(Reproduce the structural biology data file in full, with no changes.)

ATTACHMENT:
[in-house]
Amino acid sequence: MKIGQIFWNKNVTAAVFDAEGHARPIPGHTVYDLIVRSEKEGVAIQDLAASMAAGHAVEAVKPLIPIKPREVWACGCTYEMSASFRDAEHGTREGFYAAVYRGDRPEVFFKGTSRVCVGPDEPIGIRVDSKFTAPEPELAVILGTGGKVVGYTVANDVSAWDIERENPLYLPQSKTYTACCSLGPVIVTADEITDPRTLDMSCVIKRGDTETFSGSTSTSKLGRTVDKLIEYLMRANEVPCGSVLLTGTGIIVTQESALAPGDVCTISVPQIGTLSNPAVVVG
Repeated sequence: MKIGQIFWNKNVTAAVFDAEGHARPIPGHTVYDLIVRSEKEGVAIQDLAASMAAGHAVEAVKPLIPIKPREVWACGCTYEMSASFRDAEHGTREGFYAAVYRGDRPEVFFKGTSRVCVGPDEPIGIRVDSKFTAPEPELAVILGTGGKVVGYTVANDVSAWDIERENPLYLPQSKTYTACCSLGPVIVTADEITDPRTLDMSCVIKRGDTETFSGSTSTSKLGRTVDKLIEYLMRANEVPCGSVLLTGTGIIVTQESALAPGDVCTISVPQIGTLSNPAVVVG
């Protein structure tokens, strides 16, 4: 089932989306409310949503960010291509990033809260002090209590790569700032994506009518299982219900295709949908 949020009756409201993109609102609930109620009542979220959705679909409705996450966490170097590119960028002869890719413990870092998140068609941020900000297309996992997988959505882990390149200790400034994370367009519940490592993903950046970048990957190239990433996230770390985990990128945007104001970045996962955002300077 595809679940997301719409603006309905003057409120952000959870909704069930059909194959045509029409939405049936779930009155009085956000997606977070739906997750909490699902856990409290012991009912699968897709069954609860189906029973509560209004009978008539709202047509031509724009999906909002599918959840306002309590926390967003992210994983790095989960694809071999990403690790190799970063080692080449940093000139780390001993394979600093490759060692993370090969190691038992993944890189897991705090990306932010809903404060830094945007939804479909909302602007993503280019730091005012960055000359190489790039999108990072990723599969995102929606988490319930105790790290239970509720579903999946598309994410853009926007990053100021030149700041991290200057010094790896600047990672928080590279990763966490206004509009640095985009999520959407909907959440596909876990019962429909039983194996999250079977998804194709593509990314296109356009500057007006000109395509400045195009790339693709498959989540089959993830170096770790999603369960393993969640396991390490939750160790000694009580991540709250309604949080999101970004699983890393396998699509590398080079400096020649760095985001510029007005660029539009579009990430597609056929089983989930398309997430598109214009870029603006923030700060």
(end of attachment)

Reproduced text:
[in-house]
Amino acid sequence: MKIGQIFWNKNVTAAVFDAEGHARPIPGHTVYDLIVRSEKEGVAIQDLAASMAAGHAVEAVKPLIPIKPREVWACGCTYEMSASFRDAEHGTREGFYAAVYRGDRPEVFFKGTSRVCVGPDEPIGIRVDSKFTAPEPELAVILGTGGKVVGYTVANDVSAWDIERENPLYLPQSKTYTACCSLGPVIVTADEITDPRTLDMSCVIKRGDTETFSGSTSTSKLGRTVDKLIEYLMRANEVPCGSVLLTGTGIIVTQESALAPGDVCTISVPQIGTLSNPAVVVG
Repeated sequence: MKIGQIFWNKNVTAAVFDAEGHARPIPGHTVYDLIVRSEKEGVAIQDLAASMAAGHAVEAVKPLIPIKPREVWACGCTYEMSASFRDAEHGTREGFYAAVYRGDRPEVFFKGTSRVCVGPDEPIGIRVDSKFTAPEPELAVILGTGGKVVGYTVANDVSAWDIERENPLYLPQSKTYTACCSLGPVIVTADEITDPRTLDMSCVIKRGDTETFSGSTSTSKLGRTVDKLIEYLMRANEVPCGSVLLTGTGIIVTQESALAPGDVCTISVPQIGTLSNPAVVVG
């Protein structure tokens, strides 16, 4: 089932989306409310949503960010291509990033809260002090209590790569700032994506009518299982219900295709949908 949020009756409201993109609102609930109620009542979220959705679909409705996450966490170097590119960028002869890719413990870092998140068609941020900000297309996992997988959505882990390149200790400034994370367009519940490592993903950046970048990957190239990433996230770390985990990128945007104001970045996962955002300077 595809679940997301719409603006309905003057409120952000959870909704069930059909194959045509029409939405049936779930009155009085956000997606977070739906997750909490699902856990409290012991009912699968897709069954609860189906029973509560209004009978008539709202047509031509724009999906909002599918959840306002309590926390967003992210994983790095989960694809071999990403690790190799970063080692080449940093000139780390001993394979600093490759060692993370090969190691038992993944890189897991705090990306932010809903404060830094945007939804479909909302602007993503280019730091005012960055000359190489790039999108990072990723599969995102929606988490319930105790790290239970509720579903999946598309994410853009926007990053100021030149700041991290200057010094790896600047990672928080590279990763966490206004509009640095985009999520959407909907959440596909876990019962429909039983194996999250079977998804194709593509990314296109356009500057007006000109395509400045195009790339693709498959989540089959993830170096770790999603369960393993969640396991390490939750160790000694009580991540709250309604949080999101970004699983890393396998699509590398080079400096020649760095985001510029007005660029539009579009990430597609056929089983989930398309997430598109214009870029603006923030700060």